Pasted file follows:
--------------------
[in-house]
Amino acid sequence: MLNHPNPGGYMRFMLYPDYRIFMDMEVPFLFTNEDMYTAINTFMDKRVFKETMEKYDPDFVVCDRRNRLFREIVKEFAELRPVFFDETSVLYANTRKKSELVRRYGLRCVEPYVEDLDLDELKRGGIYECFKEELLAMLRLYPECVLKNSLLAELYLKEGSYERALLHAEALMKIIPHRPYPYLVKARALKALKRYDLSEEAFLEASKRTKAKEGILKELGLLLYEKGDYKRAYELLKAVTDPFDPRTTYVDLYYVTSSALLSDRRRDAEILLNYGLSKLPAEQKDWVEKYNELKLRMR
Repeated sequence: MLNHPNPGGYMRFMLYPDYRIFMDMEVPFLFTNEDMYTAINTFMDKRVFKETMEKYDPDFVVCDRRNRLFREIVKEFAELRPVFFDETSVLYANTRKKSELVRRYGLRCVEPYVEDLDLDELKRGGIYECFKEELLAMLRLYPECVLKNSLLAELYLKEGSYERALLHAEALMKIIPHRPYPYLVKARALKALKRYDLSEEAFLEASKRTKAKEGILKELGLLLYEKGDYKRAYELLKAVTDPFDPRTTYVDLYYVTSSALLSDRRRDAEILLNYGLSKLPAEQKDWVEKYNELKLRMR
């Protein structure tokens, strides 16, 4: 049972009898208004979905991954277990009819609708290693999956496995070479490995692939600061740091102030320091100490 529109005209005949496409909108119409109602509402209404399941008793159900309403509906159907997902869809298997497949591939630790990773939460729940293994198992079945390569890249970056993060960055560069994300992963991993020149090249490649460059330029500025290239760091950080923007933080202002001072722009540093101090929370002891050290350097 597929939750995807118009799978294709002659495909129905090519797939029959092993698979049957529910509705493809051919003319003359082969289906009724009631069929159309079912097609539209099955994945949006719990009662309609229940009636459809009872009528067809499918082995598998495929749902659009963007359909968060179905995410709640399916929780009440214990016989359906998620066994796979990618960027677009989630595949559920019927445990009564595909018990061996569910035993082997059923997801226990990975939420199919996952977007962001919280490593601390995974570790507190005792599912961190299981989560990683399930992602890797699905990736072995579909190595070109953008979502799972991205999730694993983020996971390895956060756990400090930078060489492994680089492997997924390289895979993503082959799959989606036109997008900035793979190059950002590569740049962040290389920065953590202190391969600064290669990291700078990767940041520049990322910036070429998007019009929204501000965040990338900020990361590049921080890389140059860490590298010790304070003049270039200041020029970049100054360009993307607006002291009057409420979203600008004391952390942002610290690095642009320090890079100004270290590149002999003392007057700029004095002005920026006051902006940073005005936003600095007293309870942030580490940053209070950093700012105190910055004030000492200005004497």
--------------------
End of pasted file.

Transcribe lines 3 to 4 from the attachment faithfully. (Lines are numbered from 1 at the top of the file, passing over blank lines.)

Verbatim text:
Repeated sequence: MLNHPNPGGYMRFMLYPDYRIFMDMEVPFLFTNEDMYTAINTFMDKRVFKETMEKYDPDFVVCDRRNRLFREIVKEFAELRPVFFDETSVLYANTRKKSELVRRYGLRCVEPYVEDLDLDELKRGGIYECFKEELLAMLRLYPECVLKNSLLAELYLKEGSYERALLHAEALMKIIPHRPYPYLVKARALKALKRYDLSEEAFLEASKRTKAKEGILKELGLLLYEKGDYKRAYELLKAVTDPFDPRTTYVDLYYVTSSALLSDRRRDAEILLNYGLSKLPAEQKDWVEKYNELKLRMR
């Protein structure tokens, strides 16, 4: 049972009898208004979905991954277990009819609708290693999956496995070479490995692939600061740091102030320091100490 529109005209005949496409909108119409109602509402209404399941008793159900309403509906159907997902869809298997497949591939630790990773939460729940293994198992079945390569890249970056993060960055560069994300992963991993020149090249490649460059330029500025290239760091950080923007933080202002001072722009540093101090929370002891050290350097 597929939750995807118009799978294709002659495909129905090519797939029959092993698979049957529910509705493809051919003319003359082969289906009724009631069929159309079912097609539209099955994945949006719990009662309609229940009636459809009872009528067809499918082995598998495929749902659009963007359909968060179905995410709640399916929780009440214990016989359906998620066994796979990618960027677009989630595949559920019927445990009564595909018990061996569910035993082997059923997801226990990975939420199919996952977007962001919280490593601390995974570790507190005792599912961190299981989560990683399930992602890797699905990736072995579909190595070109953008979502799972991205999730694993983020996971390895956060756990400090930078060489492994680089492997997924390289895979993503082959799959989606036109997008900035793979190059950002590569740049962040290389920065953590202190391969600064290669990291700078990767940041520049990322910036070429998007019009929204501000965040990338900020990361590049921080890389140059860490590298010790304070003049270039200041020029970049100054360009993307607006002291009057409420979203600008004391952390942002610290690095642009320090890079100004270290590149002999003392007057700029004095002005920026006051902006940073005005936003600095007293309870942030580490940053209070950093700012105190910055004030000492200005004497």